Australia on Thursday backed New Zealand’s call for changes to international rugby financing, but stopped short of following the All Blacks’ threat to boycott the 2015 World Cup.
Australian Rugby Union (ARU) chief executive John O’Neill described commercial arrangements surrounding the Rugby World Cup as “the elephant in the room”, saying they forced major unions into the red every four years.
O’Neill said his New Zealand counterpart Steve Tew’s criticisms of how the International Rugby Board (IRB) handled commercial issues arising from the tournament were “real, substantial and, importantly, not new”.
“As Steve Tew correctly pointed out, the current economic model is unsustainable and unacceptable,” he said.
“We look to the IRB to resolve these issues urgently because, as a national union, the ARU is unable to continue making these significant losses every four years.”
Tew said this week that current arrangements penalised major unions because Test schedules were curtailed in World Cup years — costing TV revenues and gate receipts — and teams could not promote their sponsors at the tournament.
He said competing at the 2011 World Cup had put a $NZ13 million ($A10.4 million) dent in the New Zealand Rugby Union’s coffers and raised the prospect of pulling the All Blacks from the 2015 tournament if no solution was found.
O’Neill did not go that far, but said the IRB needed to recognise that the major unions, or tier-one nations, underpinned the commercial success of the Rugby World Cup.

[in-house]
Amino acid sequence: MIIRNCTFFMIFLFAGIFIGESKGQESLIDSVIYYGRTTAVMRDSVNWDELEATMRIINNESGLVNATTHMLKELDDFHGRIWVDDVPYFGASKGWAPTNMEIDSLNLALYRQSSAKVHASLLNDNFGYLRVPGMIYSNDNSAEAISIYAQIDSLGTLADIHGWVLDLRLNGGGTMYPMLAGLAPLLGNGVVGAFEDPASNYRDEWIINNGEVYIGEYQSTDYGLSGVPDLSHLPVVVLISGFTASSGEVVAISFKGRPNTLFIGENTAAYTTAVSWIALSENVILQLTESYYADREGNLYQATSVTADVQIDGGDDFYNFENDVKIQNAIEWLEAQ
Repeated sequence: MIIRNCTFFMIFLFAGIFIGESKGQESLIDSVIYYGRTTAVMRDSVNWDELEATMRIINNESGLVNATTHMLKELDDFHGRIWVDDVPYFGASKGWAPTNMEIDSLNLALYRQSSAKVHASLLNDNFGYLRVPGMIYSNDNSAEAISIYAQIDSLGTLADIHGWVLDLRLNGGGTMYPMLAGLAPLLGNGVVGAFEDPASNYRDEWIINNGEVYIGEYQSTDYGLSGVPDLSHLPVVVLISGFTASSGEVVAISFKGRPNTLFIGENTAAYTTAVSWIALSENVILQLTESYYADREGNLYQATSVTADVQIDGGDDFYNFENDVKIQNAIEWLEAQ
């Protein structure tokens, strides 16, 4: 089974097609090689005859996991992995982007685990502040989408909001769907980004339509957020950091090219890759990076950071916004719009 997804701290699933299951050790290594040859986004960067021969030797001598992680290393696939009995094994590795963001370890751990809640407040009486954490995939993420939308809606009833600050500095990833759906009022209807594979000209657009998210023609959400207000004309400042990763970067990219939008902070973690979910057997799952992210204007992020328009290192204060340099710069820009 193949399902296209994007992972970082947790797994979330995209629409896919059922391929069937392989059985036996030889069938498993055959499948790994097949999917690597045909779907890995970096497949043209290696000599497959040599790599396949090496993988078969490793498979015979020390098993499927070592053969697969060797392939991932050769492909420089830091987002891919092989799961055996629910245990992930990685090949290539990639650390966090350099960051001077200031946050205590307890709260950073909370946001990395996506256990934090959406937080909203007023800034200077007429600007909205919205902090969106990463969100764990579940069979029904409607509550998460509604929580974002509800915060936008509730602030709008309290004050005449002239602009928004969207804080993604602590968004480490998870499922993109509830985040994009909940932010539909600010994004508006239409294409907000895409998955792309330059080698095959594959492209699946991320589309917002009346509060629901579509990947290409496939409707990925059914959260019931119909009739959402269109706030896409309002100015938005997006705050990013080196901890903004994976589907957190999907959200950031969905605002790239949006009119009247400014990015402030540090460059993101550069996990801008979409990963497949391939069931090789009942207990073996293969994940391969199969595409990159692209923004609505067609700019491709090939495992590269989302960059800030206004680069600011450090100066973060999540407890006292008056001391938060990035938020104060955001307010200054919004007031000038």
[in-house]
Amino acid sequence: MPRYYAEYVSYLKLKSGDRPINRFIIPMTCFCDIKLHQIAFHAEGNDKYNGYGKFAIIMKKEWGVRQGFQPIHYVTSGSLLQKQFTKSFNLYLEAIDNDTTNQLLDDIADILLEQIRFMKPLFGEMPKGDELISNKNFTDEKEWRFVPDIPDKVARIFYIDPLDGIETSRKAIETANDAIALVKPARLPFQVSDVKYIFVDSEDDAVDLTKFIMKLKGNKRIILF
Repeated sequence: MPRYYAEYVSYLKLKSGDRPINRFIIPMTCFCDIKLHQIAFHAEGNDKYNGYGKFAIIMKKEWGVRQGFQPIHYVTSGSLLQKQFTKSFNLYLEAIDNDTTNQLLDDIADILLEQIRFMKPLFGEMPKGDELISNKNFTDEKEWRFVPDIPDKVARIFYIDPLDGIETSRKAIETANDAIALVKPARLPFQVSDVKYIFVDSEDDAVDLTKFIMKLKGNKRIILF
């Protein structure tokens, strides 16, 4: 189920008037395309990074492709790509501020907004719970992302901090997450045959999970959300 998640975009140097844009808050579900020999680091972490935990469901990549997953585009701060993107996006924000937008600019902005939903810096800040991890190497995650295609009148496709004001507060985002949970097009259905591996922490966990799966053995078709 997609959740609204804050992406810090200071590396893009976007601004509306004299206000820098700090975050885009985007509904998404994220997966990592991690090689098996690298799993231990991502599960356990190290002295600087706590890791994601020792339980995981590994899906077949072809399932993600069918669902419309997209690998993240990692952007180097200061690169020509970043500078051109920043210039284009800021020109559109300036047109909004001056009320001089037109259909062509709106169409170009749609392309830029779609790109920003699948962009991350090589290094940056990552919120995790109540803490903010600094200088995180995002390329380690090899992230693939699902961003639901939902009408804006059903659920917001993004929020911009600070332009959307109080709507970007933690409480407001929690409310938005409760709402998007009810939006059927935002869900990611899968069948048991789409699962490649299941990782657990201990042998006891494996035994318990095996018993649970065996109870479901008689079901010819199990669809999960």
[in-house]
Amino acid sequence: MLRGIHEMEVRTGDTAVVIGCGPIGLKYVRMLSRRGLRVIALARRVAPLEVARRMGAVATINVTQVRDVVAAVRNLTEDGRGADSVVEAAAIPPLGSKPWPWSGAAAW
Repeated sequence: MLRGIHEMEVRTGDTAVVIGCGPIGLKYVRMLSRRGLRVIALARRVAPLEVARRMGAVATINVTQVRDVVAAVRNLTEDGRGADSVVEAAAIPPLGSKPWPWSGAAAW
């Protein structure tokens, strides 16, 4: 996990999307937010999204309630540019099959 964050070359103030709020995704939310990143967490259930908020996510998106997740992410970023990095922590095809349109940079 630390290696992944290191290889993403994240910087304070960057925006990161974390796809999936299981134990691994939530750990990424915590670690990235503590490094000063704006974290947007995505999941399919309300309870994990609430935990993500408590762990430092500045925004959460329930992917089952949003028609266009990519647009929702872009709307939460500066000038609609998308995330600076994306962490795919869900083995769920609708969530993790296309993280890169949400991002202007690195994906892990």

He said the ARU revenues were down $A16 million this year because of the World Cup and the combined figure for all tier-one nations was STG48 million ($A77 million).
“(This) impacts on ARU’s ability to promote and develop the game in our country and our region,” he said, adding that he hoped an IRB review scheduled for completion in May would fix the problem.
O’Neill said the World Cup should be rescheduled so it did not clash with the southern hemisphere’s Tri Nations and Super Rugby competitions or the Six Nations and European Cup in the north.
International Rugby Players’ Association executive director Rob Nichol also backed Tew’s criticism but said the IRB and national unions needed to consult with players about any changes.
“They risk coming up with their model in May 2012 and the players saying, ‘no we don’t like that’,” he told the Dominion Post newspaper.
Nichol said he submitted a revenue-sharing proposal to the IRB before the tournament but the sport’s governing body rejected it and threatened a player lock-out unless his organisation dropped the scheme.
All Blacks hooker Keven Mealamu has described the possibility of a New Zealand boycott in 2015 as “devastating” but assistant coach Steve Hansen said on Thursday that the team would support Tew if it came to the crunch.
“If that was what was deemed to be the right thing to help the game, then that’s what you do,” he told reporters.
The New Zealand Herald lambasted Tew for “throwing a shroud of negativity” over the tournament and dismissed the idea the All Blacks would not travel to England in 2015.
“That proposition is absurd, and so too is the timing and much of the tenor of Mr Tew’s remarks,” it said in an editorial.